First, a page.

How can a Rasta support an apartheid state? How can one of the top entertainers in the most anti-oppression genre of music, reggae, support Israel’s oppressive regime? Those were the questions asked repeatedly both in the Rasta and The Reggae Communities. Some even went as far as to call the son of Bob Marley an imitation Rasta.
It is not fair to criticize Ziggy Marley without understanding his stance on the Israeli-Palestinian issue. Maybe in Ziggy’s mind, Israel is not oppressive to the Palestinian people. Maybe Israel is not an apartheid state and it is the Palestinian people who are the real aggressors. Maybe this section of Palestine that became Israel after World War II truly belonged to the Europeans now living there. It all depends on what you were taught, what you believe and how you interpret the happenings in this world we live in.
Every man is entitled to his opinion and Ziggy Marley is no different. Does the fact that you are a Rasta or a Reggae artist mean that your opinions must be in agreement with other Rastas and other Reggae artists? No it does not. A Rasta’s goal is to have clean hands and pure heart. So if in Ziggy’s heart, the Europeans living in Israel are not occupiers and they are not running an oppressive regime, then Ziggy has all right to take the stance he has taken.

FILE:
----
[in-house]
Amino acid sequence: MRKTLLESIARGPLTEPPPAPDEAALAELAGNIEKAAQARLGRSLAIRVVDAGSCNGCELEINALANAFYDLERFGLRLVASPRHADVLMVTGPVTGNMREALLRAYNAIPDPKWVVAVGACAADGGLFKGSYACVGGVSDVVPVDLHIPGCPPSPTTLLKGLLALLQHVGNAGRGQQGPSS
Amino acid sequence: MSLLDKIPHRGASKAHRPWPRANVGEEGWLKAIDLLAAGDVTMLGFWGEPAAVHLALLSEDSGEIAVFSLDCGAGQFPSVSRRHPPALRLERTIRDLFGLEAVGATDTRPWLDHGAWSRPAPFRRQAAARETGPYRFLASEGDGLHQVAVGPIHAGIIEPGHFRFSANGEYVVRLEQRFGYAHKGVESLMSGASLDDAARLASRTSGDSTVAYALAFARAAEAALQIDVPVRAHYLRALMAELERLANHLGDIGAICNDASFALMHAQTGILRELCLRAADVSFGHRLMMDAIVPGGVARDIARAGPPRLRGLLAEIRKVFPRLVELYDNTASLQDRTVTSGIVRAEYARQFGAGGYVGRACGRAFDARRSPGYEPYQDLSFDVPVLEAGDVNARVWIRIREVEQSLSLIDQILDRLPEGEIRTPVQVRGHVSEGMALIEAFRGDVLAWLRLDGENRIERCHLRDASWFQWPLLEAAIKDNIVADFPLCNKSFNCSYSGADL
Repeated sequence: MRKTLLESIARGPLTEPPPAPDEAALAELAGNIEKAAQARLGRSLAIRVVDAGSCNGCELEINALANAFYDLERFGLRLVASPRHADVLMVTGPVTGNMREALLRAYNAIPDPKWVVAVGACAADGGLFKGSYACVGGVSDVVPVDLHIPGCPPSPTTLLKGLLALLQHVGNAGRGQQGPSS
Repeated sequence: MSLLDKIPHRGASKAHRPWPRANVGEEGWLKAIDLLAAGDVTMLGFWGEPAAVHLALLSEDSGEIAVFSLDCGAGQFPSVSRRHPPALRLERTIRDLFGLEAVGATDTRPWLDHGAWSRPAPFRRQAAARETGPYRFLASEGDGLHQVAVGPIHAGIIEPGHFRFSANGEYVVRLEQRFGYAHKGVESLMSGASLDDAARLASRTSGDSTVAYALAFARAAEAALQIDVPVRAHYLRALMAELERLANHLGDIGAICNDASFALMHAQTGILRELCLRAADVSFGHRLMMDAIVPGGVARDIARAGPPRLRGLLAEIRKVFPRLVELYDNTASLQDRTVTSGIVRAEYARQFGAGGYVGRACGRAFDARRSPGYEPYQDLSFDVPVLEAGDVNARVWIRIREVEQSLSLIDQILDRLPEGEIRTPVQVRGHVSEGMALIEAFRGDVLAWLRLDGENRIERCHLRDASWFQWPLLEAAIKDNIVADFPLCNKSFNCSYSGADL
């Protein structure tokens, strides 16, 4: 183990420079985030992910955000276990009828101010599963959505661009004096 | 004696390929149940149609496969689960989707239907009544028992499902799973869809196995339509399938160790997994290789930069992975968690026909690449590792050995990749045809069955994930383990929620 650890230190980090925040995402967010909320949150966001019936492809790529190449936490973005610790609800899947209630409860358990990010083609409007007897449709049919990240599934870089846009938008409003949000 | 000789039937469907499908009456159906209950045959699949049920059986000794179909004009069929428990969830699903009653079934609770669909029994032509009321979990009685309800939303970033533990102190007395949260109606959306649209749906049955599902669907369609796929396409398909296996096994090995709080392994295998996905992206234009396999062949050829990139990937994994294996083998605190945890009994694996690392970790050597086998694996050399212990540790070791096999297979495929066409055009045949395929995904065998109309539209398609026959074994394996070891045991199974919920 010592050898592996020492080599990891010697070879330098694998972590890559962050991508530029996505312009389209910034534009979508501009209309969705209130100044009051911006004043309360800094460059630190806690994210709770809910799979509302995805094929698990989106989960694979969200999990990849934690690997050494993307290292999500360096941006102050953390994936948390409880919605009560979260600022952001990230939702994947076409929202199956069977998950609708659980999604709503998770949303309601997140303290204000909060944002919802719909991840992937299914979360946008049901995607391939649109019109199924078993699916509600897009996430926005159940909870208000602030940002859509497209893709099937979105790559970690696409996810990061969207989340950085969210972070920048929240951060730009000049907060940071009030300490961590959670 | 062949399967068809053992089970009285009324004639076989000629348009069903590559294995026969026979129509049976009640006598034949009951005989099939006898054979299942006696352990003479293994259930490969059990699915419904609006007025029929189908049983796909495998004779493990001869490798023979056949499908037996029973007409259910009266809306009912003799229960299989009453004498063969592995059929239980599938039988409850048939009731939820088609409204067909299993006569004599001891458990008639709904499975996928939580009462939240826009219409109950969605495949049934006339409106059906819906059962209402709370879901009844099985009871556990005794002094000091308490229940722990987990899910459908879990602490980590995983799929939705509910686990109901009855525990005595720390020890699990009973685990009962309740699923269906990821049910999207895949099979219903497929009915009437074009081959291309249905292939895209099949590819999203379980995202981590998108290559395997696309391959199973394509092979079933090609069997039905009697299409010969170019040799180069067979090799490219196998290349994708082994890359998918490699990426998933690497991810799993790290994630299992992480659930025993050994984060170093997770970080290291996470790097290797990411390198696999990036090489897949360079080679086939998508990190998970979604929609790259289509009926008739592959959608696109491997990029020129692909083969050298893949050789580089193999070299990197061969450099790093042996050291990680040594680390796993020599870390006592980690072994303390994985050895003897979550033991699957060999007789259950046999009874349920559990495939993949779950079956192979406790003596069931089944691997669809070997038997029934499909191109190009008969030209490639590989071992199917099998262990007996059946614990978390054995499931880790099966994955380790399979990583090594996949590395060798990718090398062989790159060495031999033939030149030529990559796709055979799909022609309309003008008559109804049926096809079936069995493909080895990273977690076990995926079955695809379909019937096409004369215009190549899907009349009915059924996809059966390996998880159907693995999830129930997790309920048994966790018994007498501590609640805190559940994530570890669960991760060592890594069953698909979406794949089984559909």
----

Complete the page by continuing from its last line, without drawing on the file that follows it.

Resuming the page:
Surely an artist like Peter Tosh would not have agreed with Ziggy’s stance as evidenced in Peter’s song “Equal Rights and Justice” where he sung: “Palestinians want equal rights and justice.” But like Ziggy, Peter Tosh is also entitled to his opinions and his opinions should be respected. Both men are Rastas, neither is an imitation. Peter Tosh saw Israel the way he saw South Africa, as an oppressive Babylonian system. Ziggy sees Israel as the Israel spoken of in the bible, where her inhabitants are God’s chosen people.
The majority of Americans are in agreement with Ziggy Marley; Republicans, Democrats and Independents alike. Even our beloved former president Barack Obama is in agreement with Ziggy. When Palestinians are fighting for equal right and justice and get blown to pieces, it is not oppression; it is just “the Jewish people exercising their rights to defend themselves”.
When a man’s opinion is formed from the right place, we cannot fault him for said opinion, even if we are in disagreement with said opinion.
“We are entitled to our own opinions and are not obligated to or bound by the opinions of others.” – Marcus Garvey